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Monday, 12 February 2018

Retro Review: Any Given Sunday (1999)

Any Given Sunday
1999
Cast: Al Pacino, Cameron Diaz, Dennis Quaid, James Woods, Jamie Foxx, LL Cool J
Genre: Sports Drama
Worldwide Box Office Gross: over $100 million 

Plot: Professional football provides the action-packed backdrop & look at contemporary society through the dynamic prism of professional sports 





'Appealing Star-Studded Cast & Great Football Action, But Overlong With Too Little Content'

Any Given Sunday is an alternative -yet dark and fictional slice of professional American football life, both on and off the field at every perspective which is unfortunately stifled by the bloated over 2-hour runtime with melodrama that is a bit too over the top, making the film a bit of a hot mess. 

Veteran team coach Tony is forced to play a skilled rookie, Willie Beamen over an experienced quarterback, Jack 'Cap' Rooney by the club's ruthless owner. As well as the teams' on-the-field drama, off the field, money, sleaze and two-timing antics also threaten to tear the Miami Sharks apart. 

As with all of Oliver Stone's flicks, there is quite a lot to take in, his visual style is very self-indulgent and flashy - yet he does have a habit of telling stories with flat characterisation. & as this film wears on, it becomes exasperating and the story practically flounders in different directions, it's difficult to focus on one thing, only to be distracted by something else. It was just difficult to follow and feels incoherent. At one point, Any Given Sunday intercuts to a chariot race scene from Ben Hur for no explicable reason.  

Nonetheless, the football scenes are great to watch. 

But with the exception of say Willie, not one of the characters stand out as being likeable, but rather they are a bunch of hotheads and there is no one to really root for. Following on from Showgirls, Elizabeth Berkley appears in one scene with Al Pacino topless. Pacino overacts as the egotistical coach, Tony, whilst Jamie Foxx impresses as a young, arrogant quarterback, Willie Beamin', but James Woods, Aaron Eckhart, Matthew Modine and John C. McGinley turn in solid efforts and they were severely underutilised, whilst I didn't care much for Dennis Quaid and Lauren Holly's characters. As for Cameron Diaz, I actually thought this was quite a change of pace, and I'm not usually a fan of hers, but she did all right here as the conceited and arrogant owner.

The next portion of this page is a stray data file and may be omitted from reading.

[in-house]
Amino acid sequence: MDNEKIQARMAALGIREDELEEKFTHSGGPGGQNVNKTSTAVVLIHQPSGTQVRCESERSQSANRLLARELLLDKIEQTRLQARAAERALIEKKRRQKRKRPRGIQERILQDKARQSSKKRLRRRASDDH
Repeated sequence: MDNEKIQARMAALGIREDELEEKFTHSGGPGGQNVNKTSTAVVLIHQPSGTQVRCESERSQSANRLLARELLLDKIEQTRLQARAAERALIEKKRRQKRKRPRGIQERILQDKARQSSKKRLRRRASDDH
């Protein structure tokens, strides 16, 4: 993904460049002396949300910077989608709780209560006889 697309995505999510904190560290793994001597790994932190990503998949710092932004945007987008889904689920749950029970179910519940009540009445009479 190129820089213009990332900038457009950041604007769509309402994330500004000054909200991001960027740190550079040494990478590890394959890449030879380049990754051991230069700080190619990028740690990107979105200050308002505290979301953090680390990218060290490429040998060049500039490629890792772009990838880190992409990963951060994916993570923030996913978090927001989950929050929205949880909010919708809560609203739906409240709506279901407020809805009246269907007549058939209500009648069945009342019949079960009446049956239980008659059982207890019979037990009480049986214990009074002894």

Convoluted, noisy, brash, like with Natural Born Killers, Oliver Stone loves to make a lot of hot noise and likes to go big and hard with the souped-up and frantic editing and visuals - the problem is he doesn't delve beneath the substance of them. In the hands of a much more capable director, Any Given Sunday would be a lot more than just football scenes and players acting and behaving recklessly like they do and s/he would have extracted more of that characterisation and heart. The rivalry between Willie Beamin' and LL Cool J's Julian characters was intriguing and it would have been entertaining if the film was centred around that.

Beyond that, Any Given Sunday is the Michael Bay equivalent of football movies - loud, brash, flashy, testosterone-filled but besides the action, the script is mostly just barren, not to mention too masochistic and too scattered for one to follow properly.  


 


Final Verdict:

With so-called glorified and over-stylised production values and despite the impressive casting, every little thing in Any Given Sunday just doesn't seem to come together so well. Unless you are a massive fan of American football, there is not much here besides for the rest of you.


There is a lot of muscle, power and energy flowing throughout, and yet it's too long with practically loathable and unredeemable characters and is so overridden with little finesse and practically little heart, it fails to land that all important touchdown. 


I'd be sticking with Wildcats, thanks. 



Overall:



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